“It was an easy decision for me to move because Patreon has only gotten weirder and worse over the years.”
Here are the steps he took—and we recommend that you also take—to leave Patreon for Ampled.
- 1.Send an initial message to your Patrons: Reach out to your patrons with an announcement on your decision to leave Patreon; and elaborate a bit on why you are leaving. For Jonathan, this included his beliefs that co-ops were a more ethical business model, his passion for worker’s rights, and his desire to participate in a more equitable music economy.
First, thank you so much for being a patron of mine. You’ve been supporting me on Patreon for awhile, and I’m incredibly grateful for your support.
I wanted to let you know that I will be leaving Patreon to join another platform called Ampled. Ampled is like Patreon, but it’s for music -- and it’s a co-op that is collectively owned by its community!
If it’s not too inconvenient, would you consider cancelling your pledge to me on Patreon, and supporting me on Ampled? My page is here <insert url>.
Anything you pledge is hugely appreciated!
If you have any questions or need any help, let me know!
Thank you so much!
2. Reminders on Patreon: As you transition, there may be an awkward few weeks where you decide to post on both Ampled and Patreon. If you do this, include a message in your Patreon posts to direct your supporters to Ampled, along with explaining again why you came to this decision.
3. Follow up with individual emails to patrons: Some people may need a reminder before they move to join you on Ampled. Jonathan’s approach was to send a semi-individualized email to each of his patrons. He followed a simple template with a sentence or two that he customized based on the recipient. This personal touch compelled supporters to switch over to Ampled who hadn’t by this point.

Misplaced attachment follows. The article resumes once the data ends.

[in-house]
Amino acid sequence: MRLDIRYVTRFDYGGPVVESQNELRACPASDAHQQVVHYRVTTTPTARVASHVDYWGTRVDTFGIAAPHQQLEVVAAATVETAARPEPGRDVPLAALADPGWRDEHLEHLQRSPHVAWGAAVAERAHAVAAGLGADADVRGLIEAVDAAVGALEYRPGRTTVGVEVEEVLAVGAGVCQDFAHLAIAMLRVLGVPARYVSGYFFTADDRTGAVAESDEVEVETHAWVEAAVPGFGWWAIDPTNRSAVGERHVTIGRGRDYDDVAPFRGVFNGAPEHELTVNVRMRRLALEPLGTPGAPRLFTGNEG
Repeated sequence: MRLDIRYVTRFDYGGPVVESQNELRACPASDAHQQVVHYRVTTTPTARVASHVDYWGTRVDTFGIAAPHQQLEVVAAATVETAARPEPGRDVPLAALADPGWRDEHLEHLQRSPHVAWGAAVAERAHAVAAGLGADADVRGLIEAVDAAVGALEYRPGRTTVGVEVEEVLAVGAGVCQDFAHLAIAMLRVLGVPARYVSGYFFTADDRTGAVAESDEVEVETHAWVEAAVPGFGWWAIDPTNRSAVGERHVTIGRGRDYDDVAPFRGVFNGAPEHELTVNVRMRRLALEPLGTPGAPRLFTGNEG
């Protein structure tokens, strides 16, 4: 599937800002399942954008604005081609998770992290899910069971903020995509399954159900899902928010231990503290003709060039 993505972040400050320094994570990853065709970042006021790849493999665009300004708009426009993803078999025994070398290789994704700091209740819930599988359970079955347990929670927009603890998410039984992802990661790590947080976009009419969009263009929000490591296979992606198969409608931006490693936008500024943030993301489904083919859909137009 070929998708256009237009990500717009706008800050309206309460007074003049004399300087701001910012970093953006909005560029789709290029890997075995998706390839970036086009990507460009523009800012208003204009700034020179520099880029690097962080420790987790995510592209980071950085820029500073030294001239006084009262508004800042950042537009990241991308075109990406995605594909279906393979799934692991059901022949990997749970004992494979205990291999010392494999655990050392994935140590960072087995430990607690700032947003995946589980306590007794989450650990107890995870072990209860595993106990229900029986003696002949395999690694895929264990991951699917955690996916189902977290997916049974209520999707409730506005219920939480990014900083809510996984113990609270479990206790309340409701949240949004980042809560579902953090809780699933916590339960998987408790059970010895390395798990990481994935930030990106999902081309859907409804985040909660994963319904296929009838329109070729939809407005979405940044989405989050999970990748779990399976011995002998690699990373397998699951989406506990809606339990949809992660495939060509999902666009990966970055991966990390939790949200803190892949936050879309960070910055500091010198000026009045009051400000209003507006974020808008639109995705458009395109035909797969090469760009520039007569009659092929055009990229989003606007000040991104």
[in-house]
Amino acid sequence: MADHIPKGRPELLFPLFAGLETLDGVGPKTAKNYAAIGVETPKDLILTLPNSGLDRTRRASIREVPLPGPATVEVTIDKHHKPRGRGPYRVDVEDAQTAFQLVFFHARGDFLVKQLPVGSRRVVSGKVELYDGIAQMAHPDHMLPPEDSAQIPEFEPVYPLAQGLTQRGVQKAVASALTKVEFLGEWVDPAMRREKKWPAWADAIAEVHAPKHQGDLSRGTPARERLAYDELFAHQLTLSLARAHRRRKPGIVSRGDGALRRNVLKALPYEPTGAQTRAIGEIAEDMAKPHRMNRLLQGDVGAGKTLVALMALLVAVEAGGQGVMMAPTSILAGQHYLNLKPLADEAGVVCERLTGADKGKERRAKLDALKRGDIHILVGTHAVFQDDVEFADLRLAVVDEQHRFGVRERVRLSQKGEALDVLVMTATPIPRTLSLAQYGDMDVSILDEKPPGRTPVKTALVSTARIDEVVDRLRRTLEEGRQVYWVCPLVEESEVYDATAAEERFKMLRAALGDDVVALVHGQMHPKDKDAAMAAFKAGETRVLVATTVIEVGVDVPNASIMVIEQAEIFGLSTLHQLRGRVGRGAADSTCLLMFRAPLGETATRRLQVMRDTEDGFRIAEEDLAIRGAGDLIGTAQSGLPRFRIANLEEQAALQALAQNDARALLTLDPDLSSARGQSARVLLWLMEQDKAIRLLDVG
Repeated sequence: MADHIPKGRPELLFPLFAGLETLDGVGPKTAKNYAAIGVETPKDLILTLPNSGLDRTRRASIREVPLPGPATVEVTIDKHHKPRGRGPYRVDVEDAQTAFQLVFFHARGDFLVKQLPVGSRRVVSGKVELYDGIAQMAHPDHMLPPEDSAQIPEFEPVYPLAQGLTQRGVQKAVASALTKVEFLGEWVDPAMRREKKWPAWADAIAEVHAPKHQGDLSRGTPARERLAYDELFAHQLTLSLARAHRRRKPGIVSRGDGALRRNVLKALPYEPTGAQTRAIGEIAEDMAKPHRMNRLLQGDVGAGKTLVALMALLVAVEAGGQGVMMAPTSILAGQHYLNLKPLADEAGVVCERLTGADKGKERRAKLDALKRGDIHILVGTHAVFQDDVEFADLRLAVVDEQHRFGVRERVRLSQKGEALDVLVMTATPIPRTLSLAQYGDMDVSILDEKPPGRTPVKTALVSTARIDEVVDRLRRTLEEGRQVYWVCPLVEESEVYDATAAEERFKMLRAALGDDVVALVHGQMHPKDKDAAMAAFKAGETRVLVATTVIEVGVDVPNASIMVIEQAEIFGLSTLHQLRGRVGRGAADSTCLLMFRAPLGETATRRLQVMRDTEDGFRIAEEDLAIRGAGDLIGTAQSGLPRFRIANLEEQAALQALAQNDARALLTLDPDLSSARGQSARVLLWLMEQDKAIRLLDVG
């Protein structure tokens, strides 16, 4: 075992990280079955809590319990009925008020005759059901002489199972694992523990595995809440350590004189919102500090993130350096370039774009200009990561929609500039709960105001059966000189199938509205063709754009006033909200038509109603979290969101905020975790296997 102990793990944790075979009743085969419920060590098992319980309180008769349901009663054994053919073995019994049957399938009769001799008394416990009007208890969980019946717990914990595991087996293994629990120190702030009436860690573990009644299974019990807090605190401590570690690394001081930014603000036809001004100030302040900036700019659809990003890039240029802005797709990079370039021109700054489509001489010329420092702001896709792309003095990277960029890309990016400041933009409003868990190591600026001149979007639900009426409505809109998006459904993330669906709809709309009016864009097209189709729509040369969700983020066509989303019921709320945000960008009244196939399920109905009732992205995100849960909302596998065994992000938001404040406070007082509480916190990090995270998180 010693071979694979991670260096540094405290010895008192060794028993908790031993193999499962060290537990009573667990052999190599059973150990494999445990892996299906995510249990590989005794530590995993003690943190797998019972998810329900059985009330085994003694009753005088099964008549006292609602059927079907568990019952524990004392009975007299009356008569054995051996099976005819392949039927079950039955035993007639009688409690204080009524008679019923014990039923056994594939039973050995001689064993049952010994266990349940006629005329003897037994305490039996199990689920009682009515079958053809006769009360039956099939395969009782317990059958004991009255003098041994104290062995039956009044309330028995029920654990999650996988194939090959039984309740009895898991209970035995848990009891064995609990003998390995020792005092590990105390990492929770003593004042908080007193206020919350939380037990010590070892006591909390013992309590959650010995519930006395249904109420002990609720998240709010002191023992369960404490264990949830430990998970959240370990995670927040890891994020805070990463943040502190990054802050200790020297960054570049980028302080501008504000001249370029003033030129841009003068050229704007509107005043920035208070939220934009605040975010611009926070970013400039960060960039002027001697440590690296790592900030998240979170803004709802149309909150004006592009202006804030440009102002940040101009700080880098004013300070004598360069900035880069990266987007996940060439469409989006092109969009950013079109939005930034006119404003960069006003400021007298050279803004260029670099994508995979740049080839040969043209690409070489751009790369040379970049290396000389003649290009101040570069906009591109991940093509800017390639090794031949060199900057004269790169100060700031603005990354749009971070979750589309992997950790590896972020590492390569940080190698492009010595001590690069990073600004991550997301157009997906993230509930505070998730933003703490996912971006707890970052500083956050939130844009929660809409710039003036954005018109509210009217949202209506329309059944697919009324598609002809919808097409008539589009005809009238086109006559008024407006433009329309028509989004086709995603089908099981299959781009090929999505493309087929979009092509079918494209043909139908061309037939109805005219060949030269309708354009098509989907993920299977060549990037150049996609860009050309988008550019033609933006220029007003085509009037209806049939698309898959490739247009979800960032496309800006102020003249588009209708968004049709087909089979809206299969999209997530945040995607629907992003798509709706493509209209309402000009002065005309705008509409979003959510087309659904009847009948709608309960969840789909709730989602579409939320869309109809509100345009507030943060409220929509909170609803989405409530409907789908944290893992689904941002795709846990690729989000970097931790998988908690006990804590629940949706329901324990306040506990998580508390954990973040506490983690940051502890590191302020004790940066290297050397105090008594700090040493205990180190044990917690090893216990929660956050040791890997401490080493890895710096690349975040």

You’ve been supporting me on Patreon for ___ months. That’s amazing!
I wanted to send a reminder that I am moving from Patreon to a platform called Ampled. If you’d consider cancelling your subscription with Patreon and re-supporting me on my Ampled page (
), I’d really appreciate it.
The reason why I am moving to Ampled is because it’s owned by the community! There’s no venture capital involved: the artists and the workers all own a stake in the company. I think that’s rad.
Let me know if you have any questions or would like any help. I appreciate your support so much either way!
4. Update links, buttons, and calls to action: Go through your website and social links and make sure to point people to Ampled moving forward instead of Patreon. For example, if you click on the Patreon icon on Jonathan’s website, it now redirects you to his Ampled profile.
Leaving Patreon for good can seem intimidating, but at the end of the day your patrons are there to support you—no matter which platform you’re on. (Perhaps it’ll only take a few messages to move them all to Ampled and join our cooperative community!)
Take it from Jonathan Mann. In his view, switching to Ampled comes down to being honest with your audience as well as with yourself: “If it aligns with your values, it’s kind of a no-brainer. That’s how it felt for me.”